Another bonus in back is refinement, with its surfaces and details finished just as nicely as those in the front compartment. A big, wide centre armrest folds down to an ideal height for average-sized adults, and better yet it features large cupholders with grippy rubber clasps to keep drinks secured in place. What’s more, a covered compartment on the backside of the front centre console incorporates a duo of USB charging ports as well as an auxiliary plug, while rocker switches for the aforementioned rear seat warmers sit right beside, and rear vents are housed just above. Back seat readers will appreciate the spot lamps overhead, while the door panels get nice big bottle holders.
It feels right to wrap up a Subaru Outback review on a practical note, despite how upscale its interior looks and feels, and how luxurious its smooth six-cylinder power and even smoother ride is. It’s a car that’s even better than advertised, and that’s something truly special in today’s sensationalized world. Whether you choose to go with this superb 2019 Outback or choose the updated 2020 model, I believe you’ll be fully satisfied.
If you like the current Ford Explorer, or more accurately the outgoing Explorer, now is the time to act. The version I’m referring to is the unabashedly Range Rover-inspired fifth-generation introduced…
If you like the current Ford Explorer, or more accurately the outgoing Explorer, now is the time to act. The version I’m referring to is the unabashedly Range Rover-inspired fifth-generation introduced in 2010 for the 2011 model year, and it’s now being replaced by an entirely new 2020 model that’s quickly making this well-seasoned SUV sort of forgettable, just like most ground-up redesigns of decade-old vehicles do.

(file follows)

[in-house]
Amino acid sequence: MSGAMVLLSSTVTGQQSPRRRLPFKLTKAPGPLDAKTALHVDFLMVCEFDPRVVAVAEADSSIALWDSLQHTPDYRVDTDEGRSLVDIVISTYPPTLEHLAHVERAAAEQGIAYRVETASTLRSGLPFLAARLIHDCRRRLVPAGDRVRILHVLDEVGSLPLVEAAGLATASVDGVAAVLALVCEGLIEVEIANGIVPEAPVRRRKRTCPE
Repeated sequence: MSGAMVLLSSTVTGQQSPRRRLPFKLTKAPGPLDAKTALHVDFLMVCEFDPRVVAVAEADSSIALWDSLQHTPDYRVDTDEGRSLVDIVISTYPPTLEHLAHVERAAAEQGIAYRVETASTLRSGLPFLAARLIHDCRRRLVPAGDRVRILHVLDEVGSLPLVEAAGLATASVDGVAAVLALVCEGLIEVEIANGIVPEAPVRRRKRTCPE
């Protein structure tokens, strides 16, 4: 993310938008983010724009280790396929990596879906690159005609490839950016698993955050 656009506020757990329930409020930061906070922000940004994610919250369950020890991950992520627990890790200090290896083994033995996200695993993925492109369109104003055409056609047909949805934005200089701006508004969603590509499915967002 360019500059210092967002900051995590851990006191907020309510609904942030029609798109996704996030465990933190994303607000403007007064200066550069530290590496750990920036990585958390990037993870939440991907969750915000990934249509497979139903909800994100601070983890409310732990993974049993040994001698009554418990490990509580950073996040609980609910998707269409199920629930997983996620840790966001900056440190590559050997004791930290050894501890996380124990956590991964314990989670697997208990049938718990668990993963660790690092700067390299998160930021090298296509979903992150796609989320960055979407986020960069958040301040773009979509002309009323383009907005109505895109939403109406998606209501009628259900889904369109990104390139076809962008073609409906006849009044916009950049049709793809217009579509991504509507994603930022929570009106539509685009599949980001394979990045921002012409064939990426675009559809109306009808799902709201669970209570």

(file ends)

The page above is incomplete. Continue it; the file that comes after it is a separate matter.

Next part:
Let’s be reasonable, the sport utility on this page isn’t exactly a spring chicken, so it was beyond time to send it to pasture. What’s more, it rides on the Ford D4 platform that dates back to the 2004 Five Hundred/Taurus family sedan (a low point for the once-great designer J Mays, the Five Hundred looking geriatric when it was brand knew) and 2007 Freestyle/Taurus X (I was on the private Five Hundred unveiling as part of a Mercury event, and the Five Hundred and Freestyle launch trips), and that D4 architecture actually dates back to the 1999 Volvo S80 (P2 architecture), introduced the year before (Ford purchased Volvo in 1999). The D4 has served blue oval product planners very well since then, underpinning a couple of US-only Mercurys (RIP), the Lincoln MKS and MKT, and Ford’s Flex.
Despite its age the 2019 Explorer remains a very handsome and mostly up-to-date SUV. As its styling has developed over the years, it has taken on more Ford DNA and eschewed its once copycat Range Rover look, which is a good thing as it was important for the American brand to proudly display its own identity rather than aping a premium image pulled from a brand once owned. I particularly like the look of this Limited model, as it’s chrome-enhanced exterior features large 20-inch alloys and plenty of other styling upgrades, yet it’s still less optioned out when compared to its pricier siblings, making its design ideally clean and elegant.
This generation of Explorer has served Ford and ultimately its loyal owner base well throughout its nine-year tenure, with a number of exterior styling updates, new powertrains, and improved infotainment interfaces keeping it fresh and modern. Every time I spend a week with one I’m reminded why it’s so incredibly popular, with Canadian sales consistently in the top three or four amongst mid-size SUVs and number one as far as three-row entries go, but despite looking good, delivering strong performance, and providing all the features buyers in this class expect, it’s starting to show its age in other ways, particularly some of the rubberized soft-touch and harder composite materials chosen inside.
The 2019 Explorer shown on this page looks identical to last year’s refreshed 2018 model, that version a subtler styling update of the more comprehensive 2016 mid-cycle makeover. Of course, Ford changed up the wheels and plenty of features since then, but it’s pretty much the same under the skin.